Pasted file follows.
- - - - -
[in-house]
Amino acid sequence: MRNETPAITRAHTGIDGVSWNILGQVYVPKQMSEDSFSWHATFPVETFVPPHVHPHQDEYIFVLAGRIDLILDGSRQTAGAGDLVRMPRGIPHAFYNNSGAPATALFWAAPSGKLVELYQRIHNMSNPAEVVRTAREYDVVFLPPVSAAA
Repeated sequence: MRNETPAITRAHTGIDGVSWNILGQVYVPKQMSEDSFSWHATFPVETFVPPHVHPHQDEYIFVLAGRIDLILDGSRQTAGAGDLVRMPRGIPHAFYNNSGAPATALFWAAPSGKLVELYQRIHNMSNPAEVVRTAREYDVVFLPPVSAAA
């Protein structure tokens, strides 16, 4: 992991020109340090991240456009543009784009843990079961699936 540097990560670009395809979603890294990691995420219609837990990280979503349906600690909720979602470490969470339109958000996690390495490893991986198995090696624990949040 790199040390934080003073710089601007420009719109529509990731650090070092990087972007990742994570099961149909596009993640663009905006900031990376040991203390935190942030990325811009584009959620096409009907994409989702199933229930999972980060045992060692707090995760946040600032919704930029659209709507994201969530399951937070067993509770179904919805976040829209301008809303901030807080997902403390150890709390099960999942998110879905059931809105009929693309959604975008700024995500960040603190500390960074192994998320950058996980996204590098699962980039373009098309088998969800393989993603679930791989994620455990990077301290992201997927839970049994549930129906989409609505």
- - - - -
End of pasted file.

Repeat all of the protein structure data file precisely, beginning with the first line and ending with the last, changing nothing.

[in-house]
Amino acid sequence: MRNETPAITRAHTGIDGVSWNILGQVYVPKQMSEDSFSWHATFPVETFVPPHVHPHQDEYIFVLAGRIDLILDGSRQTAGAGDLVRMPRGIPHAFYNNSGAPATALFWAAPSGKLVELYQRIHNMSNPAEVVRTAREYDVVFLPPVSAAA
Repeated sequence: MRNETPAITRAHTGIDGVSWNILGQVYVPKQMSEDSFSWHATFPVETFVPPHVHPHQDEYIFVLAGRIDLILDGSRQTAGAGDLVRMPRGIPHAFYNNSGAPATALFWAAPSGKLVELYQRIHNMSNPAEVVRTAREYDVVFLPPVSAAA
């Protein structure tokens, strides 16, 4: 992991020109340090991240456009543009784009843990079961699936 540097990560670009395809979603890294990691995420219609837990990280979503349906600690909720979602470490969470339109958000996690390495490893991986198995090696624990949040 790199040390934080003073710089601007420009719109529509990731650090070092990087972007990742994570099961149909596009993640663009905006900031990376040991203390935190942030990325811009584009959620096409009907994409989702199933229930999972980060045992060692707090995760946040600032919704930029659209709507994201969530399951937070067993509770179904919805976040829209301008809303901030807080997902403390150890709390099960999942998110879905059931809105009929693309959604975008700024995500960040603190500390960074192994998320950058996980996204590098699962980039373009098309088998969800393989993603679930791989994620455990990077301290992201997927839970049994549930129906989409609505």